The old enmity, or rather feud, between Terry and Field now gathered fresh fuel.  It was reported (although whether falsely or not, we do not know) that when Field committed Mrs. Terry to jail for a month, Terry drew a bowie knife.  At any rate, Field ordered Terry arrested and committed to jail for six months.

On the way north from Los Angeles, on his circuit duties, Justice Field, on the morning of August 14, 1889, stopped at Lathrop, California, for his breakfast.  Mr. and Mrs. Terry were there at the time.  Terry stepped up to the luncheon stool on which Field sat and slapped his face with the back of his hand.  United States Marshall David Nagle then shot Terry dead.  Terry was unarmed, but reports had it that Mrs. Terry had a bowie knife and revolver in her hand bag.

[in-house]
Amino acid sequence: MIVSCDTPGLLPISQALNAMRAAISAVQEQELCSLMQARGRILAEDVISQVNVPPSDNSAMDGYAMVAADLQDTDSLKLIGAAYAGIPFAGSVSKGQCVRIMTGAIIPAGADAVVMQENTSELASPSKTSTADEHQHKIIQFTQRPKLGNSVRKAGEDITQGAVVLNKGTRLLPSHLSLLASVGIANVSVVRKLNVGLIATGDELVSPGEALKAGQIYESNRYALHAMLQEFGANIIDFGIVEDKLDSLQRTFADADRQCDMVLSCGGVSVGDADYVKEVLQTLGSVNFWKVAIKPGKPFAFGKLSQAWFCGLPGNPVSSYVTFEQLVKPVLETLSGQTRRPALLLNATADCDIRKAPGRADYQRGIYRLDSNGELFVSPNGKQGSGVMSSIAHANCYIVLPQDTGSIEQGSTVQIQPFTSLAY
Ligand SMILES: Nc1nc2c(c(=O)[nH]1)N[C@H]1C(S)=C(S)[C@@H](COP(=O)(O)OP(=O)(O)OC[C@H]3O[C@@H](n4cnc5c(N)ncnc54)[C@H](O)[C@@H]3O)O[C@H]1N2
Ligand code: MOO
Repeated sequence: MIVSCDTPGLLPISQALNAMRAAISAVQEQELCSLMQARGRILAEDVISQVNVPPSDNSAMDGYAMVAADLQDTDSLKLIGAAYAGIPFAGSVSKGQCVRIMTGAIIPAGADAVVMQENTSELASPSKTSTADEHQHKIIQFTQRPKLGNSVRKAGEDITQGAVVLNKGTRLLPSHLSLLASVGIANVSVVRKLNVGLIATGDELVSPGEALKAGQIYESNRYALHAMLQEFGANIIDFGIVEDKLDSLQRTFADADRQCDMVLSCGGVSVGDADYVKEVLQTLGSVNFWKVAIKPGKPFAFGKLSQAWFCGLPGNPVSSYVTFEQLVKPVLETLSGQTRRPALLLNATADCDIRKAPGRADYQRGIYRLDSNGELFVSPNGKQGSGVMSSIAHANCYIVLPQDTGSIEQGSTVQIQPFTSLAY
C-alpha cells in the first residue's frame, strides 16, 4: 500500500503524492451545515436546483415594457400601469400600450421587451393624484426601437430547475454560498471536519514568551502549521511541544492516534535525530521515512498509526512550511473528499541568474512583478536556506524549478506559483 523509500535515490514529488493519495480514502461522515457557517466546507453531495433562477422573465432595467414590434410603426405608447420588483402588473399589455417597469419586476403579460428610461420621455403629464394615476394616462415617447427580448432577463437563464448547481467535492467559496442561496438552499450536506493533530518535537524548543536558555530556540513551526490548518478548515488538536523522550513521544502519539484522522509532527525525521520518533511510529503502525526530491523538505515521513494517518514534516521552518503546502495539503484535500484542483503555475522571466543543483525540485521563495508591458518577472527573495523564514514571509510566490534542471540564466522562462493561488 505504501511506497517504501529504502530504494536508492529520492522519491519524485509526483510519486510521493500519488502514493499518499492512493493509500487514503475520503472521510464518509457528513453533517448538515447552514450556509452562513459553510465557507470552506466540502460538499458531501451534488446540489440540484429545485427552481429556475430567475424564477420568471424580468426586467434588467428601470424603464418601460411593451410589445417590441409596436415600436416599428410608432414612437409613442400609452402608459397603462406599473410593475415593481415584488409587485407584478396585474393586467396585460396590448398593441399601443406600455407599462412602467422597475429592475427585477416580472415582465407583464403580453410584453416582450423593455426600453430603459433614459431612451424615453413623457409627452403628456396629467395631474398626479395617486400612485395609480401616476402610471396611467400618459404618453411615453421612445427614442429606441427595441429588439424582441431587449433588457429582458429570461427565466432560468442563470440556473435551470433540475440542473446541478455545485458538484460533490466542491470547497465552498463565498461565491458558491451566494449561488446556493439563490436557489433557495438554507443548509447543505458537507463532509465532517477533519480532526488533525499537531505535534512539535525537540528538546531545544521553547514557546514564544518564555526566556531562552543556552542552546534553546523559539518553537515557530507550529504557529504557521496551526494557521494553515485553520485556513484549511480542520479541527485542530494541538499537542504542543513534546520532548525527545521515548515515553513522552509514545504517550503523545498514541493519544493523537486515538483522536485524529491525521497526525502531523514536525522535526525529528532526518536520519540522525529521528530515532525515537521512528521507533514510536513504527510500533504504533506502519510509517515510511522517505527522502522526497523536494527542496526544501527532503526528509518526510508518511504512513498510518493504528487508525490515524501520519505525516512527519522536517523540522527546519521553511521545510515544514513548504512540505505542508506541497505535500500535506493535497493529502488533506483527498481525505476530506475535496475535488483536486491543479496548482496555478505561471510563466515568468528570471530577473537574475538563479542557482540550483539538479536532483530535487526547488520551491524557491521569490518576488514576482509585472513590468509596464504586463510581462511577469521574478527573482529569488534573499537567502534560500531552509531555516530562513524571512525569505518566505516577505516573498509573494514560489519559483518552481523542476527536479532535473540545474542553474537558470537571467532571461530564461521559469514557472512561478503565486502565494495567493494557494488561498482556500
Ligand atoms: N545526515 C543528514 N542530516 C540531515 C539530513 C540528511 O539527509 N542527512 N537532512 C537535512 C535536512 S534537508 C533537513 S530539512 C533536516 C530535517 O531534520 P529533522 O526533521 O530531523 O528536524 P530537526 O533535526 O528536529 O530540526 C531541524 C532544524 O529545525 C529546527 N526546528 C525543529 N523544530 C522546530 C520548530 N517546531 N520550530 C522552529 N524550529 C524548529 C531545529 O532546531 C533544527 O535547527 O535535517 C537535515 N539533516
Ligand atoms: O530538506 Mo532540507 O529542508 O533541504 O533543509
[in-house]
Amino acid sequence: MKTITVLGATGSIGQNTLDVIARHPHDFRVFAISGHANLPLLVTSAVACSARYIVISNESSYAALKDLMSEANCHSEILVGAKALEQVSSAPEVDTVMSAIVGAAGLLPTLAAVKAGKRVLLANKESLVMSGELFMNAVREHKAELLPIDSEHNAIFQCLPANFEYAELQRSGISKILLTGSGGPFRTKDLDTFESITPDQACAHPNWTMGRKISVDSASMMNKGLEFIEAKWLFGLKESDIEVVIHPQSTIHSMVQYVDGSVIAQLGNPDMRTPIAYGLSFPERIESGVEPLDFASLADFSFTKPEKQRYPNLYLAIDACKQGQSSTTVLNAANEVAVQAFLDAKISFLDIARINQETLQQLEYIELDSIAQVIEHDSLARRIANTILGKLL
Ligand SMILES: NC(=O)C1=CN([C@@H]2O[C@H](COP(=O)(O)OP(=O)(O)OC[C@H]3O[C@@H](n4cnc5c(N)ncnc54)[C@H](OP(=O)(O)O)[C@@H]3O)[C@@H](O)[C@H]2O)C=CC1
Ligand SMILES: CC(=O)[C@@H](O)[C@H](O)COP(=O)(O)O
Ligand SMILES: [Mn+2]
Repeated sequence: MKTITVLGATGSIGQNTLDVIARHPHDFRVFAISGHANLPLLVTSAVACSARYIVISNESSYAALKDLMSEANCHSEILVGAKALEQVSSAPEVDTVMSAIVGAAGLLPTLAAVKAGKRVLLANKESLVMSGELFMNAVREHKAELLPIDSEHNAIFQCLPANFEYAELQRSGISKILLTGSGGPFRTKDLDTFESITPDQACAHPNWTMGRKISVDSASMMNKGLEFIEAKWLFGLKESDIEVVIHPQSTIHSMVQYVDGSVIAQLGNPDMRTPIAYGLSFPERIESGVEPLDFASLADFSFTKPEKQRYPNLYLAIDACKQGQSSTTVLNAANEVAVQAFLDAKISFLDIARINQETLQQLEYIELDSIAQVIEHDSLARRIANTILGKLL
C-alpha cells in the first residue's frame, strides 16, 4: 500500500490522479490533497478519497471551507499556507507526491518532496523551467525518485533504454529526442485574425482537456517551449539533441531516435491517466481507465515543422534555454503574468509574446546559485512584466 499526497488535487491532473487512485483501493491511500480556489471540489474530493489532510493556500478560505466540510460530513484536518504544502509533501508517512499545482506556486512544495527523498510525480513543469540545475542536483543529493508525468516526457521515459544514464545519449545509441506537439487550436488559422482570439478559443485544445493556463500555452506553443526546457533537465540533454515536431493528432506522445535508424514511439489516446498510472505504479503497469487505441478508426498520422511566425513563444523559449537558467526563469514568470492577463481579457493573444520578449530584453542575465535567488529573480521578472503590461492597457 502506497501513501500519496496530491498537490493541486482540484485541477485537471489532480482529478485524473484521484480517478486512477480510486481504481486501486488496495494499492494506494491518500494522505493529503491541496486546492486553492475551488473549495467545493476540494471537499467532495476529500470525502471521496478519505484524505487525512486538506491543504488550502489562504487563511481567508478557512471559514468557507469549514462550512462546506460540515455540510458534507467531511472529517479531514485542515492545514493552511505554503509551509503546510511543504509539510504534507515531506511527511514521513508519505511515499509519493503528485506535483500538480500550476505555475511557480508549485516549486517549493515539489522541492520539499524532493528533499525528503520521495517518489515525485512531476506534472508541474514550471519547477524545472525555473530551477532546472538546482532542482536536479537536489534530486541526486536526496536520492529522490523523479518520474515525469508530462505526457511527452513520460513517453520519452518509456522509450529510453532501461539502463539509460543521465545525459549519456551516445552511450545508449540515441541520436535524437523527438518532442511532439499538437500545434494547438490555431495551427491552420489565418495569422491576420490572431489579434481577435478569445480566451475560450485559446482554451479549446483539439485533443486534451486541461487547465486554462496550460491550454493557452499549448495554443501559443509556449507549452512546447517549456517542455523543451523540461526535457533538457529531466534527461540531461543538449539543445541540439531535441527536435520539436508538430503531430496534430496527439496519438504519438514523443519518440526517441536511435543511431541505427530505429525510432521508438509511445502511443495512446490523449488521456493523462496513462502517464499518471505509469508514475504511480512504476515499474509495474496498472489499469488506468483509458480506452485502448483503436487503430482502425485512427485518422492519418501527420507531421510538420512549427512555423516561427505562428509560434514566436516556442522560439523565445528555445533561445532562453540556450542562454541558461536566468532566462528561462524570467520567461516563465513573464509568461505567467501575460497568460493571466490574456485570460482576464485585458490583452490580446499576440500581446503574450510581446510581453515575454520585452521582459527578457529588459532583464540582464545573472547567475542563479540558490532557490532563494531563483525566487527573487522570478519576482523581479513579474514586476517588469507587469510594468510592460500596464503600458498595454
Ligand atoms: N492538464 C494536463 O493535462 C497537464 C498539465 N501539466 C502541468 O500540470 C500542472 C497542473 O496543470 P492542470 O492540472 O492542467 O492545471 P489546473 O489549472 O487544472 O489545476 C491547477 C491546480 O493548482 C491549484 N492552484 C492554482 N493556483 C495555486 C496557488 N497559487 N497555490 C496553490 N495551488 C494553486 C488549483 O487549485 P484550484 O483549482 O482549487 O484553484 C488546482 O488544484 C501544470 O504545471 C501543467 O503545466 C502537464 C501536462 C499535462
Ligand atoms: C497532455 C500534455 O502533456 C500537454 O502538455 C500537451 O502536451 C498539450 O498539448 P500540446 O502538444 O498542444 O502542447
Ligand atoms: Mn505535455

Opinion over the affair was divided.  Some defenders of Field held that it was a justifiable case of self-protection.  Friends of Field asserted that Terry had sworn that he would take Field’s life.  A considerable section of public opinion condemned the killing as unmitigated murder.  Justice Field was arrested, but released.  As for Nagle, he was exonerated by the courts on the ground that he had done his duty in preserving the life of a judge.

Field’s Nephew, Brewer, Appointed.

Four months after this killing, Field’s nephew, David J. Brewer, was appointed an Associate Justice of the Supreme Court of the United States.